The Persian Empire: A Historical Encyclopedia [2 volumes]

A Historical Encyclopedia

Author: Mehrdad Kia

Publisher: ABC-CLIO

ISBN: 1610693914

Category: History

Page: 722

View: 2219


This well-balanced reference on ancient Persia demonstrates the region's contributions to the growth and development of human civilization from the 7th century BCE through the fall of the Persian Sasanian Empire in 651CE. • Provides coverage of major events in ancient Persian history from the formation of the Median empire in the 7th century BCE to 65 CE • Includes photographs of various historical and archeological sites dating back to various periods of ancient Persian history

Essays on Typology of Iranian Languages

Author: Alireza Korangy,Behrooz Mahmoodi-Bakhtiari

Publisher: Walter de Gruyter GmbH & Co KG

ISBN: 3110604442

Category: Language Arts & Disciplines

Page: 190

View: 1714


The Iranian languages are one of the world's major language families. With an estimated 150 to 200 million native speakers, these languages constitute the western group of the larger Indo-Iranian family, which represents a major eastern branch of the Indo-European languages. Geographically, the Iranian Languages are spoken from Central Turkey, Syria and Iraq in the West to Pakistan and western edged of Xinjiang Uygur Autonomous Region of China in the east. Iranian languages have long been among the major interests of the philologists and general linguists, and European scholars have made tremendous contributions to the study of this language family. In light of such efforts, now we know that the Iranian languages can be historically divided into three phases, that are old, middle and new Iranian languages, and the new Iranian languages may be generally grouped as Eastern and Western. In recent years, the orientation towards typology has led to the appearance of somewhat more ponderance on the subject but the work has not included description of some of the very important languages of the Caspian, and or of the religious minorities (such as those of the Zoroastrians or the Jewish community), of the four-fold Central Plateau dial.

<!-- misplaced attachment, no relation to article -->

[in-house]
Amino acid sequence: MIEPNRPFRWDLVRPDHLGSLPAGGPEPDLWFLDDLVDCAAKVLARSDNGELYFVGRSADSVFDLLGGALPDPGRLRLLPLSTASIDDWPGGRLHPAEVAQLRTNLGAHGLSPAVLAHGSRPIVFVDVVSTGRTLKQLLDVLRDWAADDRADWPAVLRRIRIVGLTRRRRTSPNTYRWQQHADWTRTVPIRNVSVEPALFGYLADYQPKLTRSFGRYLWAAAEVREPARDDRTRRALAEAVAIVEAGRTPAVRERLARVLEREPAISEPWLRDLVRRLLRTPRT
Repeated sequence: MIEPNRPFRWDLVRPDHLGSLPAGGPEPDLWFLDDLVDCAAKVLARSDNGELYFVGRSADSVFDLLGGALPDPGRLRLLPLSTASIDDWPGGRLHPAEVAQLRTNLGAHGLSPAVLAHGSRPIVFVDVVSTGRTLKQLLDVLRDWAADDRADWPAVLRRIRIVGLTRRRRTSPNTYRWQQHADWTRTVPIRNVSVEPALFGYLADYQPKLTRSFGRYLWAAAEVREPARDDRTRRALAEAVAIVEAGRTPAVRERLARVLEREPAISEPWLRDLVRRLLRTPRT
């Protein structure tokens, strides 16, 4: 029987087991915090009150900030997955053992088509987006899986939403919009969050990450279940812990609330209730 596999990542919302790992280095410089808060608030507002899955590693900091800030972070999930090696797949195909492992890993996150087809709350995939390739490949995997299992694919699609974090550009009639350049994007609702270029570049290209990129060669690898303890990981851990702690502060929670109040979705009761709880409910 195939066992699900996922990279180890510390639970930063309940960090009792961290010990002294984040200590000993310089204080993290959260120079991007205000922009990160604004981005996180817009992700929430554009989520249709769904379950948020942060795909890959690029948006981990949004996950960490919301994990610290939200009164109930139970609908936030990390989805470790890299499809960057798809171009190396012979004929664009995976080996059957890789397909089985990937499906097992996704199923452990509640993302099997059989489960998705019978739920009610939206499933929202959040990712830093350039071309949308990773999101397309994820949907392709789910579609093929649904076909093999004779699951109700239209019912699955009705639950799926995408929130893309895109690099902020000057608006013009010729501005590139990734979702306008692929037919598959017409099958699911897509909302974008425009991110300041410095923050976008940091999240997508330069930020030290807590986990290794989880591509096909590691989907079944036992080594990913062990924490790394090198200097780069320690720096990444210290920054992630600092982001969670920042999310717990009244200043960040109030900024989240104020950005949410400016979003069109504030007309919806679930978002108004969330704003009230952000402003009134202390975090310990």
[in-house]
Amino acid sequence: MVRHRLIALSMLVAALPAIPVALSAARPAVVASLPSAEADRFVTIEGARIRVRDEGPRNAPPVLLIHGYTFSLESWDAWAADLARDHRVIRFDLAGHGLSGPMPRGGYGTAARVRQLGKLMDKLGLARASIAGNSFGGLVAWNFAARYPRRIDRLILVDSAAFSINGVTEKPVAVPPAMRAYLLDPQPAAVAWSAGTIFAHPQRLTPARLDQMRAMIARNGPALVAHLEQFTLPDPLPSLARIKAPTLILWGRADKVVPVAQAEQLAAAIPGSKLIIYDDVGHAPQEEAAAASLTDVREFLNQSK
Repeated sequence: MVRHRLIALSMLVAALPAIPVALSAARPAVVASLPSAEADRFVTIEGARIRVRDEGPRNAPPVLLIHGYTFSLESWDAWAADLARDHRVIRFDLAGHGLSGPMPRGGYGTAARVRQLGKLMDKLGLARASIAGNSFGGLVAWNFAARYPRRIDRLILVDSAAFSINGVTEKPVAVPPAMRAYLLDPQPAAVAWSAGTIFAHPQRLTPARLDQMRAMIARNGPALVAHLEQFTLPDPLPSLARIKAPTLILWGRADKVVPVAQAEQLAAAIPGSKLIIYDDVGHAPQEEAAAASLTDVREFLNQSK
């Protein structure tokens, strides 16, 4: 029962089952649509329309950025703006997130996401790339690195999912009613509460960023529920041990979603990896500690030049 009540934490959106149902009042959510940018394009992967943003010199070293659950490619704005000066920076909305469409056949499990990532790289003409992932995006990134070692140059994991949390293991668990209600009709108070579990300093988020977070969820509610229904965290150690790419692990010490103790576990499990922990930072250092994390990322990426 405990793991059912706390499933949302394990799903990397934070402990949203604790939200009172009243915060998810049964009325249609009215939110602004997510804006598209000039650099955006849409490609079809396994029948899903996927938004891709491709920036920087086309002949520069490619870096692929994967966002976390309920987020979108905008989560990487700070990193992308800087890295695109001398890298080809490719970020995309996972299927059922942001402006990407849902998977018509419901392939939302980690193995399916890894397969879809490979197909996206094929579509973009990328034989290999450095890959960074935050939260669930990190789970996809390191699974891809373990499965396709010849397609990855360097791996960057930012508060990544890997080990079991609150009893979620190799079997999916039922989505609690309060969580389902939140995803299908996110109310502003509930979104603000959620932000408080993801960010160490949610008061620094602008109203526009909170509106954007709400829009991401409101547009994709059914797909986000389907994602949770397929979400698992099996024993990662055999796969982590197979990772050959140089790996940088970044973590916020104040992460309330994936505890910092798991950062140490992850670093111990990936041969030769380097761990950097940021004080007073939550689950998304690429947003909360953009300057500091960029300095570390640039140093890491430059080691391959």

Revolutionary Iran and the United States

Low-intensity Conflict in the Persian Gulf

Author: Joseph J. St. Marie,Shahdad Naghshpour

Publisher: Routledge

ISBN: 1317063368

Category: Religion

Page: 214

View: 2752


A unique and major contribution to the scholarly and policy debate on American foreign and economic policy toward the Islamic Republic of Iran. A volume that will be of interest to scholars and policy makers who struggle to understand the complex rivalry between these two nations and wish to analyze the Iranian/American relationship since 1979. Authors frame the conflicted relationship between Iran and the United States as a low intensity conflict, embodying elements of superpower gamesmanship, insurgent tactics and economic warfare. Revolutionary Iran and the United States is unique in its approach by exploring how diplomatic, military, and economic weapons are employed to bolster each nation's strategic and tactical advantage. This analysis encompasses the political, military, and economic facets of the rivalry.

Iran After the Mongols

Author: Sussan Babaie

Publisher: Bloomsbury Publishing

ISBN: 1786725975

Category: History

Page: 320

View: 3125


Following the devastating Mongol conquest of Baghdad in 1258, the domination of the Abbasids declined leading to successor polities, chiefly among them the Ilkhanate in Greater Iran, Iraq and the Caucasus. Iranian cultural identities were reinstated within the lands that make up today's Iran, including the area of greater Khorasan. The Persian language gained unprecedented currency over Arabic and new buildings and manuscripts were produced for princely patrons with aspirations to don the Iranian crown of kingship. This new volume in “The Idea of Iran” series follows the complexities surrounding the cultural reinvention of Iran after the Mongol invasions, but the book is unique capturing not only the effects of Mongol rule but also the period following the collapse of Mongol-based Ilkhanid rule. By the mid-1330s the Ilkhanate in Iran was succeeded by alternative models of authority and local Iranian dynasties. This led to the proliferation of diverse and competing cultural, religious and political practices but so far scholarship has neglected to produce an analysis of this multifaceted history in any depth. Iran After the Mongols offers new and cutting-edge perspectives on what happened. Analysing the fourteenth century in its own right, Sussan Babaie and her fellow contributors capture the cultural complexity of an era that produced some of the most luminous masterpieces in Persian literature and the most significant new building work in Tabriz, Yazd, Herat and Shiraz. Featuring contributions by leading scholars, this is a wide-ranging treatment of an under-researched period and the volume will be essential reading for scholars of Iranian Studies and Middle Eastern History.


Author: Lloyd Ridgeon

Publisher: Edinburgh University Press

ISBN: 0748688153

Category: Religion

Page: 224

View: 3351


The first English translation of 3 major texts in medieval Sufi ethics.